Heirloom Tomatos: Taste to Genes


As a tomato-holic, from salad to pizza, and plant biologist, it's obvious for me to write about tomatos in details. The initial question which drove me to find more about tomato was "taste". What makes it atrractive to me  and to others tomato-lovers as well as. Let's take an overview on the chemical constituents which bring the taste.  It's simple. Just sugars like glucose, fructose, citric acid, malic acids, ascorbic acids, and few volatile compounds. Volatile compounds are important here to consider. These volatile compounds are perceived by our taste bud. But, the concentration of these volatile compounds varies and the perception sensitivity of particular volatile compounds depends on individual. So, in non-scientific conclusion, the same tomato variety will not taste "best" to everyone. Scientifically speaking, individuals' senstivity to specific volatile compounds are dependent on our genetic make up. In addition, to sense  a volatile compound, it needs to pass the thresold concentration of our perception. Sometimes low amount of a particular volatile compound may be sensed by our taste bud due to higher sensitivity.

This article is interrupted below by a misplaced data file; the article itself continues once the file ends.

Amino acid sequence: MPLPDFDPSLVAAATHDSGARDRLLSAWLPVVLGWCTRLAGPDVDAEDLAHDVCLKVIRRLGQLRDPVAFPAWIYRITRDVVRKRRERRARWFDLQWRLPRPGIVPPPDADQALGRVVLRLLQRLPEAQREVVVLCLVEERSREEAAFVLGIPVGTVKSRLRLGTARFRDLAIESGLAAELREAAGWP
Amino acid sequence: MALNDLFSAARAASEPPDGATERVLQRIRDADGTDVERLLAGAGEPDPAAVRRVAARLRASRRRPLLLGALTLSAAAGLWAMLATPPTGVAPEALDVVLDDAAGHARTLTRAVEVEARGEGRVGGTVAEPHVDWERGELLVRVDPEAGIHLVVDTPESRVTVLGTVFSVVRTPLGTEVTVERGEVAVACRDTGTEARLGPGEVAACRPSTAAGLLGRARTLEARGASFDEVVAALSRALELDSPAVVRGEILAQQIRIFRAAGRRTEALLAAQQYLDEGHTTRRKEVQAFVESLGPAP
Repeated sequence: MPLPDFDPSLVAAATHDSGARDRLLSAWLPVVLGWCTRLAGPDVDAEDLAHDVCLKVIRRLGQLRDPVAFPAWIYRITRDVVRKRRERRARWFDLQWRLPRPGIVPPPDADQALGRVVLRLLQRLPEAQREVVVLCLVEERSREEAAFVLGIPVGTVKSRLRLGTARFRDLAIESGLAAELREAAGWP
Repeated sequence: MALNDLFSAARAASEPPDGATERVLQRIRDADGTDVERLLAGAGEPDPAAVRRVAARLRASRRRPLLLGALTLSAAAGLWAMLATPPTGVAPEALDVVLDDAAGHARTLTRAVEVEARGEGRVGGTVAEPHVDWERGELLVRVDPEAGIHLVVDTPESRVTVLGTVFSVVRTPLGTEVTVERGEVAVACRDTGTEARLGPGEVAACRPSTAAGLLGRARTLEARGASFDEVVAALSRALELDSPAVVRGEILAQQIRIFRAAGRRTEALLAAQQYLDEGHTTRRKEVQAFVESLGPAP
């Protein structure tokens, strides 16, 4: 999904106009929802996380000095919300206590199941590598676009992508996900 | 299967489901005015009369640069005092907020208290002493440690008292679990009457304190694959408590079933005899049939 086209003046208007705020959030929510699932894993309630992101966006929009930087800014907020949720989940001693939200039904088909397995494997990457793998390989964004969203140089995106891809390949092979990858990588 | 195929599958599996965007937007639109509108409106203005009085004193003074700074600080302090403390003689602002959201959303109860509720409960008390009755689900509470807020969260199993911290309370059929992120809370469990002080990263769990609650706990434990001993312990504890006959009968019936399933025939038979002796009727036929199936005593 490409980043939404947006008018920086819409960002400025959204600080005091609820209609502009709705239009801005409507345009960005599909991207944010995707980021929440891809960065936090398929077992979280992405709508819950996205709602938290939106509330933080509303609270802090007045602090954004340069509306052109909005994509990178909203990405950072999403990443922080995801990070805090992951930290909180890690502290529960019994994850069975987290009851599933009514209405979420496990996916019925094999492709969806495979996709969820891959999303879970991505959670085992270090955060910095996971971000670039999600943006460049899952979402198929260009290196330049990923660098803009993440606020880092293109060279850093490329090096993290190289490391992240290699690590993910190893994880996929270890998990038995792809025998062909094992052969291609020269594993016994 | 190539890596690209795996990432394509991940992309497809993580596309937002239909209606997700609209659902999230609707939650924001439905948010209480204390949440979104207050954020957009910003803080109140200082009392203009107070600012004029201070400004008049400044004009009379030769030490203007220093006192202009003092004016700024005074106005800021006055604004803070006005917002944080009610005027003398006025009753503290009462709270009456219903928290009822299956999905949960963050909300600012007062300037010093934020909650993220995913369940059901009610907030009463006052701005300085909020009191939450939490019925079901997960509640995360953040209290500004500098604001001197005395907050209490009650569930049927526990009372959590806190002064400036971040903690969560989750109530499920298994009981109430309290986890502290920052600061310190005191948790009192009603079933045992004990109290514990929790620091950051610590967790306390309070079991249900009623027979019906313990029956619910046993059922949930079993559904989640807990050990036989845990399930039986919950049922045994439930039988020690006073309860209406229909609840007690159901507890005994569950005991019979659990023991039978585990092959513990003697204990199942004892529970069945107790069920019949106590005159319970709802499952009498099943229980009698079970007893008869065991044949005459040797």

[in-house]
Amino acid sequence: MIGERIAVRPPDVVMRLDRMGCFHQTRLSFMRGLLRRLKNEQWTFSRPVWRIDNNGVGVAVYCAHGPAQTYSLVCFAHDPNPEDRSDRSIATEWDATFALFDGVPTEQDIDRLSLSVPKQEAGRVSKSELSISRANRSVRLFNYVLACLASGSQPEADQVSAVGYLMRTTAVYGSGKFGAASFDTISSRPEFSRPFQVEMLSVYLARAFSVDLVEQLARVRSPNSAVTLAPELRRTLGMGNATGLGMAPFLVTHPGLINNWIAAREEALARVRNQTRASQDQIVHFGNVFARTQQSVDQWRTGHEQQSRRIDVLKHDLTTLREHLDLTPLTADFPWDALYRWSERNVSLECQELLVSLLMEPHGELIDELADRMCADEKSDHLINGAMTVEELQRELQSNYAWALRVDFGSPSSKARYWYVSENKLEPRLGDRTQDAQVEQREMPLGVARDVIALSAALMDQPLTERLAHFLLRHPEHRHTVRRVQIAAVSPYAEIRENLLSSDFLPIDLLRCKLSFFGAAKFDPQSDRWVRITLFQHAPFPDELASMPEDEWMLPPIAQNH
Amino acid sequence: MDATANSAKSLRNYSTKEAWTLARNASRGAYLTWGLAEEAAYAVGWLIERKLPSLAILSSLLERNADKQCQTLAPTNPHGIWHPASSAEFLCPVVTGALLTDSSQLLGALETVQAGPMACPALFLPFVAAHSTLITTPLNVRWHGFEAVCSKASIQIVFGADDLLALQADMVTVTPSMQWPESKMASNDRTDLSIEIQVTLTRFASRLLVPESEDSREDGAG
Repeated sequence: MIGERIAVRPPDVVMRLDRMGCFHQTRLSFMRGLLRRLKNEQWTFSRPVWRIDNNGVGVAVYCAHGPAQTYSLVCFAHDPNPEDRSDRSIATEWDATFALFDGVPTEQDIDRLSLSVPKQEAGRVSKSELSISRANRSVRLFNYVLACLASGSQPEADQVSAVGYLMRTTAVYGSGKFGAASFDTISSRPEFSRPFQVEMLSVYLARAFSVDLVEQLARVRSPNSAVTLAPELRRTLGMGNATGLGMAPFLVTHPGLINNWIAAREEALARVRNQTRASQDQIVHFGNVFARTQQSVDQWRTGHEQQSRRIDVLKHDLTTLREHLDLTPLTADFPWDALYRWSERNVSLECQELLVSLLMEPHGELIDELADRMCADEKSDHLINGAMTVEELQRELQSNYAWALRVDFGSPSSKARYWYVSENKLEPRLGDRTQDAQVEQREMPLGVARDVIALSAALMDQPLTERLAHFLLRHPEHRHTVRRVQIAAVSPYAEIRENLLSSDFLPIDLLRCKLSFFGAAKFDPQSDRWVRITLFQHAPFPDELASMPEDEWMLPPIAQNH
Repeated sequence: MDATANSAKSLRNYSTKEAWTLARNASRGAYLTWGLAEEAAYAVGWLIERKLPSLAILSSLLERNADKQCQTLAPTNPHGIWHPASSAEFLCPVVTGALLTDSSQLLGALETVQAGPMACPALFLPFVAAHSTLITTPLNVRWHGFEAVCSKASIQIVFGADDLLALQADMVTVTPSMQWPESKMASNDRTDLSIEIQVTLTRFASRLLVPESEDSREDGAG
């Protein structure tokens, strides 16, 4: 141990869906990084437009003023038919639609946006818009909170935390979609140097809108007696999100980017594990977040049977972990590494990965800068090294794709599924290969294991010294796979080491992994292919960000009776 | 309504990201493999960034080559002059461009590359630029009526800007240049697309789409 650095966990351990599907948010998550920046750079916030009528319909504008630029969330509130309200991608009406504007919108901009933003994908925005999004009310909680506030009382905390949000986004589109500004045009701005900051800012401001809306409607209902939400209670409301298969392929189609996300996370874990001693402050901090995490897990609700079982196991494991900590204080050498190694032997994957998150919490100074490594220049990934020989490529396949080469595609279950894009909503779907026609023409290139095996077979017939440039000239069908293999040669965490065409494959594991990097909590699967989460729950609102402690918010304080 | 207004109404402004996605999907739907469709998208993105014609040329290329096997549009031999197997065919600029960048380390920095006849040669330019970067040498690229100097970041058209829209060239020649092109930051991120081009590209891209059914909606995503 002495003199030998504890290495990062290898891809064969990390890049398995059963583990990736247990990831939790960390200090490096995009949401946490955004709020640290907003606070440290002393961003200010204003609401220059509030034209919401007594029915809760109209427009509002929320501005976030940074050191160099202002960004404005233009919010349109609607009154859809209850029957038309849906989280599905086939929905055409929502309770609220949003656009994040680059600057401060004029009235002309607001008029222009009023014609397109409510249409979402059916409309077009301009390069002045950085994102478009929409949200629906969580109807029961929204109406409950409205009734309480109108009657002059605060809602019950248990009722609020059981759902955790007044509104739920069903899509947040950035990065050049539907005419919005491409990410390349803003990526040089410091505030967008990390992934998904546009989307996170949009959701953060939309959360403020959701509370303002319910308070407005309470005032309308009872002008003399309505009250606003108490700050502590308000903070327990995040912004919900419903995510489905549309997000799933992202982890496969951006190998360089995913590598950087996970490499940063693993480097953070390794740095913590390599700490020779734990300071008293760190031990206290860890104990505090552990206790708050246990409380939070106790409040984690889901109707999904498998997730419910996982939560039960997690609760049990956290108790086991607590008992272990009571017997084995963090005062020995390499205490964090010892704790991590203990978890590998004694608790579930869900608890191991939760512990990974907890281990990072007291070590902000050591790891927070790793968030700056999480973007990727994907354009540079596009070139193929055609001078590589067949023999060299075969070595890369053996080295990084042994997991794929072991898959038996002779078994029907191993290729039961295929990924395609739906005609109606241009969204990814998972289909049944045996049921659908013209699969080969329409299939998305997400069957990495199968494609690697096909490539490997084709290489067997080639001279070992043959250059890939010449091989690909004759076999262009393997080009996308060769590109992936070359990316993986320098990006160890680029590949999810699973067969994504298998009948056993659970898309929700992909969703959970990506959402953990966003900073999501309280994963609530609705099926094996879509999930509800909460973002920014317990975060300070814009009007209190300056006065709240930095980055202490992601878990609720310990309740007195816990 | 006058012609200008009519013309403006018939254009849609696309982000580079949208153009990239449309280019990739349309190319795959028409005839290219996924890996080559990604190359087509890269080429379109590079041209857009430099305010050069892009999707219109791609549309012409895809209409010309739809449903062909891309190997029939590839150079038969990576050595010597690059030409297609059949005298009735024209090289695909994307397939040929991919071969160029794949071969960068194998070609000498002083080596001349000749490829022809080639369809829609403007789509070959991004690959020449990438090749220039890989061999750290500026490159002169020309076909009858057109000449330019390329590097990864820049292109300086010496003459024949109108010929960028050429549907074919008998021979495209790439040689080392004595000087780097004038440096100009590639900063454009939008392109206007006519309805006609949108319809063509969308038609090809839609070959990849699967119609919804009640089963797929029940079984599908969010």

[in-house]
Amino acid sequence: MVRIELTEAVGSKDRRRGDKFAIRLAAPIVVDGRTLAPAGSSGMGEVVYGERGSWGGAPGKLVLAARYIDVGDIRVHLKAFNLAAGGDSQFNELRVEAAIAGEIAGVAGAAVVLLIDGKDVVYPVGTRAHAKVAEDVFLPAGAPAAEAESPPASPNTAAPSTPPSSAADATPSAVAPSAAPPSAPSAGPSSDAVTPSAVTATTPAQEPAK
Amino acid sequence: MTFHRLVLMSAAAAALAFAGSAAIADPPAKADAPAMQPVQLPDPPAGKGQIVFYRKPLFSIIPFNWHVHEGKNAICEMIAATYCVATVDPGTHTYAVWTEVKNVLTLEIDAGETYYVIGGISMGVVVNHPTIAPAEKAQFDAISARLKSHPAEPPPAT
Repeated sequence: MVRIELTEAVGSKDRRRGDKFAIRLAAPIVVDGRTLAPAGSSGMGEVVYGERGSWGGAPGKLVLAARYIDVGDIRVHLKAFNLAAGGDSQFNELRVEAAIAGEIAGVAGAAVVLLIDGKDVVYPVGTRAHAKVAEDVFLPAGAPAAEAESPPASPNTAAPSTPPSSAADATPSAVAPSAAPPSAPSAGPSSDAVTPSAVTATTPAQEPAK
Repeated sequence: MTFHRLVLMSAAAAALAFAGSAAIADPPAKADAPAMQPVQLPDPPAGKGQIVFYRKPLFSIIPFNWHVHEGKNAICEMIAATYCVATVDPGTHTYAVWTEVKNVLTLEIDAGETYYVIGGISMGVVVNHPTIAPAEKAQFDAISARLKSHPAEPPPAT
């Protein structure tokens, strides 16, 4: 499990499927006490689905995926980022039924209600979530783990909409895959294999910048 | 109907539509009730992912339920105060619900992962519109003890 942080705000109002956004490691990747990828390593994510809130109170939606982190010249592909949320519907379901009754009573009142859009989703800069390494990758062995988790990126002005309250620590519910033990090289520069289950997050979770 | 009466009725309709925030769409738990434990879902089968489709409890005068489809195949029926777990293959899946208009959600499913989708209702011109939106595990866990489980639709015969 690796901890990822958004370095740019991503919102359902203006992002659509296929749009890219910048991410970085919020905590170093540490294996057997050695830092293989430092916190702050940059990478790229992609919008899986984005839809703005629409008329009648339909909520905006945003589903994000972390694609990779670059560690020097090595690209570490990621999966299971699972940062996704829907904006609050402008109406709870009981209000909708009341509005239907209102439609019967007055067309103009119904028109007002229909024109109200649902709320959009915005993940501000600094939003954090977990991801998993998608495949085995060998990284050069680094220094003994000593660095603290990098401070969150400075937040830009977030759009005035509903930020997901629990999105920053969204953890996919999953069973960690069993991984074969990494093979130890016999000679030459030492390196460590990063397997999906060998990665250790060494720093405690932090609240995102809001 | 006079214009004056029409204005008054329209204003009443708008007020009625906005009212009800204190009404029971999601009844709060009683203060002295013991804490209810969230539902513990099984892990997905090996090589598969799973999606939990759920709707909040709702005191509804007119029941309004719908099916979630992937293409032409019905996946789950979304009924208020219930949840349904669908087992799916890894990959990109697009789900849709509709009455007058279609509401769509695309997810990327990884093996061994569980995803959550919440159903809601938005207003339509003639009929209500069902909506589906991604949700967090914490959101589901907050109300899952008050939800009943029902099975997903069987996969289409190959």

One particular research has been drawn my attention. It's about "Heirloom tomatos". Heirloom plants are defined as  an old cultivar that is still maintained by gardeners and farmers particularly in isolated or ethnic communities. These may have been commonly grown during earlier periods in human history, but are not used in modern large-scale agriculture.  Professor Harry Klee's team from University of Florida investigates about the popularity of heirloom tomato varieties among people, responsible volatile compounds and required genes which are undispensable for producing particular volatile compounds through, mostly, enzymatic reactions. The following chart shows the rating (scoring method is ignored to keep the post simple. For curious readers, the link of original research article is provided below) of popularity of heriloom tomatos. 

   
Variety
LIKING
Maglia Rosa Cherry
30.48
Garden Gem
28.52
Garden Gem
26.51
Early Red Chief
22.37
Super Sioux
21.29
St. Pierre
21.19
St. Pierre
20.70
Peron Sprayless
20.04
Yellow Jelly Bean
19.09
Maglia Rosa Cherry
18.94
Mexico Midget
18.46
Gulf State Market
17.68
Garden Treasure
16.79
Kentucky Beefsteak
16.69
Wisconsin 55
16.08
UF Secret 153
16.00
Three Sisters
15.99
Orange Queen
15.75
Bloody Butcher
15.68
Valencia
15.47
Three Sisters
15.45
Skorospelka Red
15.33
Yellow Perfection
15.11
Super Sioux
14.75
Garden Peach
14.62
Lemon Drop
13.94
Red Calabash
13.87
Clear Pink Slicer
13.78
Czech Bush Red
13.63
Red House Free Standing
12.53
Amish Salad
12.50
Wisconsin 55
12.43
Ailsa Craig
12.38
UF Secret 182
12.21
Green Zebra
11.35
St. Pierre
10.59
Bloody Butcher
10.23
Florida 47
10.14
Matina
  9.36
Marmande VFA
  8.27
Zapotec
  7.89
Flora-Dade
  7.63
Watermelon Beefsteak
  7.49
Tigerella Orange
  7.35
Martian Giant
  7.27
LA1482
  6.12
Matt's Wild Cherry
  4.53



Heirloom definition: Wikipedia 
Details about Professor Harry Klee's research: Klee lab

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